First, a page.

Jussie Smollett is speaking out against the people who accused him of lying about being attacked.
The “Empire” star appeared on “Good Morning America” Thursday where he gave his first on-camera interview about the homophobic and racist assault he suffered in Chicago last month.
“I’m p***ed off,” Smollett said as he talked about the hurt he was feeling, not just from the attack itself but from the people doubting his claims.
“At first it was the thing of like, listen, if I tell the truth then that’s it because it’s the truth. Then it became a thing of, like, how can you doubt that? How can you not believe that? It’s the truth.
“I have to acknowledge the lies, and the hate,” he continued. “And it feels like if I had said it was a Muslim, or a Mexican, or someone black, I feel like the doubters would have supported me much more. A lot more. And that says a lot about the place that we are in our country right now.”
Smollett, who is openly gay and plays a gay character on “Empire”, told police that he was attacked by two men who yelled homophobic and racist slurs at him. He said the men put a noose around his neck, poured an unknown substance on him, and physically beat him.
During the incident, Smollett said the attackers shouted: “‘This is MAGA country.'”
“It’s not necessarily that you don’t believe that this is the truth, you don’t even want to see the truth,” he told ABC News.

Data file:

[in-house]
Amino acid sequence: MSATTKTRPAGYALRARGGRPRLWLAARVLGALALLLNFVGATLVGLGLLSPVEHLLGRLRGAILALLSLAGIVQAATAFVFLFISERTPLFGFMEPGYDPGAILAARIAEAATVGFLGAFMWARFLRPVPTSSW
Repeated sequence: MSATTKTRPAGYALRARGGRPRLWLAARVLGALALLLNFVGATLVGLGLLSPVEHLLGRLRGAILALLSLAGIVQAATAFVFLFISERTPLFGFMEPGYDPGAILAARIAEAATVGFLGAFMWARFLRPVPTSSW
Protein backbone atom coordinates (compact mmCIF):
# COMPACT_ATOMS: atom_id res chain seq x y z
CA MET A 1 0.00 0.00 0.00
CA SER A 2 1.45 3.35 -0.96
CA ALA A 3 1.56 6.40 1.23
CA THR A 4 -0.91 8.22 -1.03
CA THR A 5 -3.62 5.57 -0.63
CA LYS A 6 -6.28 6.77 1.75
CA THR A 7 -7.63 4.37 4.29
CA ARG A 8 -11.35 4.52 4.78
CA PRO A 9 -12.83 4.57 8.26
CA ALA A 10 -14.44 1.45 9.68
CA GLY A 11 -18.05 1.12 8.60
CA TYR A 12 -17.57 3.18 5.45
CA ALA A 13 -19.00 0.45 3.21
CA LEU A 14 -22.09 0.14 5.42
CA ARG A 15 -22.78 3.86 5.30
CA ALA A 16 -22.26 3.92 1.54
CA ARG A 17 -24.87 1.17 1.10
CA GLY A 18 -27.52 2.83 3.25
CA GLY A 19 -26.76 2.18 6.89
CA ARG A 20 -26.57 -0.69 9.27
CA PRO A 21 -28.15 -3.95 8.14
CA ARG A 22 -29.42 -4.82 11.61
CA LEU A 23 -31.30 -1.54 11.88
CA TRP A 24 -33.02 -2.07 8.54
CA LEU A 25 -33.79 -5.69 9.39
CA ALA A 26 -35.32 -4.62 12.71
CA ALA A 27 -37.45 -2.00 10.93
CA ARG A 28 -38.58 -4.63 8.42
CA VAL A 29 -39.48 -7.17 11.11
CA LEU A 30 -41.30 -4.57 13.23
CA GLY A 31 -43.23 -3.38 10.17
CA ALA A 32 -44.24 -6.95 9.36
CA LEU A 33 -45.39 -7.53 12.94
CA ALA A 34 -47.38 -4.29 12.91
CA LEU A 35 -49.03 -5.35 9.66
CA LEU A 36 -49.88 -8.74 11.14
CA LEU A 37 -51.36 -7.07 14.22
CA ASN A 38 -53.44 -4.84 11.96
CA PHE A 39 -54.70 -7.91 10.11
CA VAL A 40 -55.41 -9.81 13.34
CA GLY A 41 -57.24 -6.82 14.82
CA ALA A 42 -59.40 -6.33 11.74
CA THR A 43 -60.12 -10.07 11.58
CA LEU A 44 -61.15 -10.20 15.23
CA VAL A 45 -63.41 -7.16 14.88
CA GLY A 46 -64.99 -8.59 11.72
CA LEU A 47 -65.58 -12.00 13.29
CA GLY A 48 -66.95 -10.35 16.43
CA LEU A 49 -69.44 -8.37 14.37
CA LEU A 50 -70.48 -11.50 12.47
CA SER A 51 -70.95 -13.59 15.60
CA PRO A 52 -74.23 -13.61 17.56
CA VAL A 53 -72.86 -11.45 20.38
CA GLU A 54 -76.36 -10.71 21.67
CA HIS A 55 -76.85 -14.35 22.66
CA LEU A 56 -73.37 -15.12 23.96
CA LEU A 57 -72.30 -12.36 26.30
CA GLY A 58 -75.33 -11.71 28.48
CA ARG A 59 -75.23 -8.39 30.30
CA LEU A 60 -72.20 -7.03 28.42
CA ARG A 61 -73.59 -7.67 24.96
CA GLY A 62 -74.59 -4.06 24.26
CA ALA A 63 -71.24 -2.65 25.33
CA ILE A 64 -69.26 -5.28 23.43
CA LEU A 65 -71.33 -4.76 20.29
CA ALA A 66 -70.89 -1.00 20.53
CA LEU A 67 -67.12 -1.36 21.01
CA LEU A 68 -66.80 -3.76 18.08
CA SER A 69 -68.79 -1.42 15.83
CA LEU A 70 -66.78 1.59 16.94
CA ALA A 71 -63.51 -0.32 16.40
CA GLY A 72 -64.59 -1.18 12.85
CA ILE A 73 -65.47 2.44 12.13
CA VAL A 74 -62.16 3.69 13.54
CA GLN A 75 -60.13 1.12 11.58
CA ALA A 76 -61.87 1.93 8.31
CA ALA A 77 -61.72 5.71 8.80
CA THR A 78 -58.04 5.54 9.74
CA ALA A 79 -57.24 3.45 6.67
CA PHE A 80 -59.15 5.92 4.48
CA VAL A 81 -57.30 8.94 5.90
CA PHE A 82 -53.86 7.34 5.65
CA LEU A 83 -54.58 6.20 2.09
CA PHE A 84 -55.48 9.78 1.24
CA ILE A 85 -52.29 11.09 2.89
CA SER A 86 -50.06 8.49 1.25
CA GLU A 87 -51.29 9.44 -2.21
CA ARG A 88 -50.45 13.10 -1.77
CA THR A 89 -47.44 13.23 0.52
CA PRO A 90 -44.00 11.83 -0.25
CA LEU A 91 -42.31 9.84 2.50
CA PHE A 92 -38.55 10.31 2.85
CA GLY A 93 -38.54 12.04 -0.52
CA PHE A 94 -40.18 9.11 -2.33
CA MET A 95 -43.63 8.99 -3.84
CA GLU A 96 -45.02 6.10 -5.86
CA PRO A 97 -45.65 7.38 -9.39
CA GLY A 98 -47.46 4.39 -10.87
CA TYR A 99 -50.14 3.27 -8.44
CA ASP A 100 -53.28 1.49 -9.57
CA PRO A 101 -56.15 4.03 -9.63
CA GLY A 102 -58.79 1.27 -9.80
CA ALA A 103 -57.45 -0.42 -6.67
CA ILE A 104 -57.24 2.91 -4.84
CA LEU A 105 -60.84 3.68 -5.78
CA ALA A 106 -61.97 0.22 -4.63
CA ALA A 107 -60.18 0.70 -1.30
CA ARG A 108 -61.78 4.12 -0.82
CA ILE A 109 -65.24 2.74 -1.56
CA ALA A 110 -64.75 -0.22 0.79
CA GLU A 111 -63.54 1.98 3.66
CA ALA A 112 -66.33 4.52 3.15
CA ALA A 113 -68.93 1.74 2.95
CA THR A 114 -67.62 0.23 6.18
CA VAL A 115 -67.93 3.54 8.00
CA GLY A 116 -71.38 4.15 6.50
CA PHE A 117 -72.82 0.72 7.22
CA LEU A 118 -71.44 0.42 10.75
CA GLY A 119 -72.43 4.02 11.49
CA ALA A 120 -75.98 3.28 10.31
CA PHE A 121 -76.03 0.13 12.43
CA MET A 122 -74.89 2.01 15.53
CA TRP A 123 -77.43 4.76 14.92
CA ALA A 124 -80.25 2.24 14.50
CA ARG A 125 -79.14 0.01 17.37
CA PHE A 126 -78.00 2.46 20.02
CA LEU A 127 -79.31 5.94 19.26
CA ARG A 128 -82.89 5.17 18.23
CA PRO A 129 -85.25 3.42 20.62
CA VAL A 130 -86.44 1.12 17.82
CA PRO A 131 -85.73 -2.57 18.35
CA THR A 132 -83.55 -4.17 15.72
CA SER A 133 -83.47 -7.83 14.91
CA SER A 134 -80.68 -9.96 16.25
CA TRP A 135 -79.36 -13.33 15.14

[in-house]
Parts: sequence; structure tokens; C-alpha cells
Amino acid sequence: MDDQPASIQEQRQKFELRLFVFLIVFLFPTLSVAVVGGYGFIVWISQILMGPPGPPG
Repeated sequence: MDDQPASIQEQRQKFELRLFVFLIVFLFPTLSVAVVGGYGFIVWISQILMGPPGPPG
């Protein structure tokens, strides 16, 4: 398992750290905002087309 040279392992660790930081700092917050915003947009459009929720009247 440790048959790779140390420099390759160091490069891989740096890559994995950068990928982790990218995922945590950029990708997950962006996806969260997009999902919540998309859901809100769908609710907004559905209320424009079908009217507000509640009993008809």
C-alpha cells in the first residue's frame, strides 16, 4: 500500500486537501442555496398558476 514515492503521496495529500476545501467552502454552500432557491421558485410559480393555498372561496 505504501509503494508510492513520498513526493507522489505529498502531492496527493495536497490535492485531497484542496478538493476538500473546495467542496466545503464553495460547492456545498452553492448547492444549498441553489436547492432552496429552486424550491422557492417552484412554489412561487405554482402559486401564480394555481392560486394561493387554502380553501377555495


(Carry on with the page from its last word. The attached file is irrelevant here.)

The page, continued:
“For me, the main thing was the idea that I somehow switched up my story, you know? And that somehow maybe I added a little extra trinket, you know, of the MAGA thing.
“I didn’t need to add anything like that. They called me a f—–, they called me a n—-. There’s no which way you cut it. I don’t need some MAGA hat as the cherry on top of some racist sundae.”
The 36-year-old actor said there is no doubt in his mind that the attack was a hate crime.
“I mean, who says, ‘f—– Empire n—–,’ ‘This is MAGA country, n—–,’ ties a noose around your neck, and pours bleach on you? And this is just a friendly fight?” he asked.
“It’s unbelievable to me that anything of this has come to this. That every single thing that I have done, every single thing that I have co-operated with, somehow has gotten twisted into being some bull that it’s not.
“I think people need to hear the truth,” he added. “‘Cause everybody has their own idea. Some are healing and some are hurtful, but I just want young people, young members of the LGBTQ community — young, black children — to know how strong that they are.”